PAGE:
Perhaps if you are able, you might consider posting some of the parameters of past offers CCEC has made, or any details you would like to share in the forum area below.

 http://colemanconnected.com/forum_posts.asp?TID=25&title=some-alternatives-to-consider







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Post Options Post Options   Thanks (0) Thanks(0)   Quote administrator Quote  Post ReplyReply Direct Link To This Post Posted: Oct 22 2014 at 10:53am


Here is the updated spreadsheet that was used in the presentation to the City Council, October 16th, 2014

uploads/1/ElectricPL1.xls

On the bottom are multiple worksheets.
Worksheets "Choice" and "Another Angle" are the two documents that were used in during the presentation.

Here is copy of the June, 2011 study, done by city manager Larry Weise, that is referred to at the end of the presentation.
uploads/1/ElectricDivestitureRFP2011-1.pdf


In addition, here is a copy of the package all council members received on Monday, prior to the session.

uploads/1/CCPresentation101614.pdf


You now have all of the documents they had during the presentation if you would like to follow along with the presentation, which can be viewed here.









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Post Options Post Options   Thanks (0) Thanks(0)   Quote Craig Quote  Post ReplyReply Direct Link To This Post Posted: Nov 09 2014 at 12:32pm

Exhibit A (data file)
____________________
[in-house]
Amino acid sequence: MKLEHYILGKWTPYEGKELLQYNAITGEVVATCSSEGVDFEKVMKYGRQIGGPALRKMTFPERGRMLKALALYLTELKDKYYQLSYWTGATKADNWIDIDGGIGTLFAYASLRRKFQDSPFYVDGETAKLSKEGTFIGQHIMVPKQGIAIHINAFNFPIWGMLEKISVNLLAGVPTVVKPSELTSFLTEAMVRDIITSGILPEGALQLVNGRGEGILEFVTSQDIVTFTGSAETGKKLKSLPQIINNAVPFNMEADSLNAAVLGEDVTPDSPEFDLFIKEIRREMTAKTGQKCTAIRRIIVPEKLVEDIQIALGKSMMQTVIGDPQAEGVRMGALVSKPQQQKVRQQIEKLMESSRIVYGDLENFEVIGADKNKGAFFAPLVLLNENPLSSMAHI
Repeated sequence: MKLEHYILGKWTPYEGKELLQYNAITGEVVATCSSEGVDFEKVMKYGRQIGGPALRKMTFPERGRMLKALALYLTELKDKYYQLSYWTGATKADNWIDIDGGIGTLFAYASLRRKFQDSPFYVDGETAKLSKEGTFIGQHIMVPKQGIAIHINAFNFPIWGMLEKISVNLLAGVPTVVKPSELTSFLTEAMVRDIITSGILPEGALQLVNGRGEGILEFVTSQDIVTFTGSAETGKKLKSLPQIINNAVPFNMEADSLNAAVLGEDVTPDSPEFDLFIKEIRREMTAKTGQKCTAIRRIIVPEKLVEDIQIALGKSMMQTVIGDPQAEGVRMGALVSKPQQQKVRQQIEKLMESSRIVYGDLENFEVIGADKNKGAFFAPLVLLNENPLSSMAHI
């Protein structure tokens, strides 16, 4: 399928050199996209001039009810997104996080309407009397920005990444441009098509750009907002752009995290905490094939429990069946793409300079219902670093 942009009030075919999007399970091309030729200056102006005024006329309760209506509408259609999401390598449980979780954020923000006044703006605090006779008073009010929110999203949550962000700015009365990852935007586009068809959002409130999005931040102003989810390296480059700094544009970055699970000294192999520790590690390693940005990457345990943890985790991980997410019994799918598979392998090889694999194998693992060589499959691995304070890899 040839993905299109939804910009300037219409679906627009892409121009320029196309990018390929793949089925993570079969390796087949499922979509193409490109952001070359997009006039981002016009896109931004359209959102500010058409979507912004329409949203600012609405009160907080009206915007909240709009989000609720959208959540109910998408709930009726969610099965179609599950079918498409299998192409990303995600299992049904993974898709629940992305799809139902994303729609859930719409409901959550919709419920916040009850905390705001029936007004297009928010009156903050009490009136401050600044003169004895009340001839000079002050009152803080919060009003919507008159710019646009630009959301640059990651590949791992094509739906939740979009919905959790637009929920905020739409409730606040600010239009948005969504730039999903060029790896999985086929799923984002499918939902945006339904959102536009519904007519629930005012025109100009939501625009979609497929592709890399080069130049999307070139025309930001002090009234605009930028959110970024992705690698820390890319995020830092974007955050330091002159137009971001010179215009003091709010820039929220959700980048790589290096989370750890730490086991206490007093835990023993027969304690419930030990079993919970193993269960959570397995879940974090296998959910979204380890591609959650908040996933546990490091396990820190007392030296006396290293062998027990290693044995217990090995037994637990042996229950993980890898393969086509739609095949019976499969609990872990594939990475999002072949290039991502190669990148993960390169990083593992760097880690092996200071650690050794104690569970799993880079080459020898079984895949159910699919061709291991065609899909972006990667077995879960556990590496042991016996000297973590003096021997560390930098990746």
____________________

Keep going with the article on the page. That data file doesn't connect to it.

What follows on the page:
The city of Granbury, Texas has a very similar situation.

We are working on finding out more about their current status.

Here are some very interesting documents.

PDF slide show from city manager on the potential sale of the MOU.
http://www.granbury.org/documents/154/2014%204%2028%20%20%20Special%20Election%20Sale%20of%20Electricv3_201405011431380564.pdf

City Council meeting minutes on same subject.
http://www.granbury.org/Archive/ViewFile/Item/1647


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Senior Member


Joined: Sep 25 2014
Location: United States
Status: Offline
Points: 238
Post Options Post Options   Thanks (0) Thanks(0)   Quote Plainolejr Quote  Post ReplyReply Direct Link To This Post Posted: Nov 09 2014 at 7:32pm
Interesting!  The engineering firm guiding Granbury is the same firm that guided Coleman into a 10 yr contract with AEP.  Wonder who the consultant is?  This may something to watch closely.
Saywhat